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Journal Journal: Flash: the next <TABLE>

When Flash was introduced, it was for creating vector-based animation and basic interactive games. (Kind of like Shockwave but lighter.) It became very popular very quickly because it did lots of neat stuff with very small (vector-based) files and because the browser plugin itself was only a few hundred kilobytes at a time when most people were on dialup and most other plugins (like Shockwave and QuickTime) were several megabytes. Once you downloaded the plugin (just a few minutes) you could


Submission + - Google to Pay $500 For Bugs Found in Chromium (threatpost.com)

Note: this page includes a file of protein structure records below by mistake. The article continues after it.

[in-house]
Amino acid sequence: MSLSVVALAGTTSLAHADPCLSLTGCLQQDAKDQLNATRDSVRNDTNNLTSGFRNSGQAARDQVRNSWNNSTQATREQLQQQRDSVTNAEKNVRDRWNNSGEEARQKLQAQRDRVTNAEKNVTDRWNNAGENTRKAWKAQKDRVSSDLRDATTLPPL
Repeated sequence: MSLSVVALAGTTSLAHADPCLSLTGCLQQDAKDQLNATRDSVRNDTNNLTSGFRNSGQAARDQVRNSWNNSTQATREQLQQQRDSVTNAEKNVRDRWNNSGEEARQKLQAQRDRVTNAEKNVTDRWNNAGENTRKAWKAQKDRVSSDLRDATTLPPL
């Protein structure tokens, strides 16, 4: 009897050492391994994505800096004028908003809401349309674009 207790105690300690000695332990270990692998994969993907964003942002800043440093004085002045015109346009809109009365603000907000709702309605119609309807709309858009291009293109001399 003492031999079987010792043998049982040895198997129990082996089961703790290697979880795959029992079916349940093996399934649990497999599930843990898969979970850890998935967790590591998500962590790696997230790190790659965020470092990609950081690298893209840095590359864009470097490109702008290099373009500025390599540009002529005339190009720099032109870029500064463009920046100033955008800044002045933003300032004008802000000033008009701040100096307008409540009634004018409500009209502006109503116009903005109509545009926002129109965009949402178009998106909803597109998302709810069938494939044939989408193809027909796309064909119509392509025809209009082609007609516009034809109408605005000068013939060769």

Trailrunner7 writes: Google is starting a new program that will pay security researchers a $500 bounty for every security bug they find in Chromium, the open-source codebase behind the Google Chrome browser, as well as for bugs found in Chrome itself. The company said Thursday that the plan is both meant as a reward for researchers who have been contributing bugs to the project already, and as a way to encourage other researchers to find security flaws in Chromium. Google said it will pay a base bounty of $500 for most bugs contributed, but may raise the payment to $1337 for bugs that are "particularly severe or particularly clever." The program is modeled after one started some time ago by Mozilla, which also pays $500 bounties. Other organizations have been buying vulnerabilities privately for several years now, most notably the Zero Day Initiative from Tipping Point, and VeriSign's iDefense Labs unit. Those companies pay far more than $500 for vulnerabilities, and researchers say that private organizations, such as government agencies, routinely pay tens of thousands of dollars for critical remotely exploitable bugs in popular software.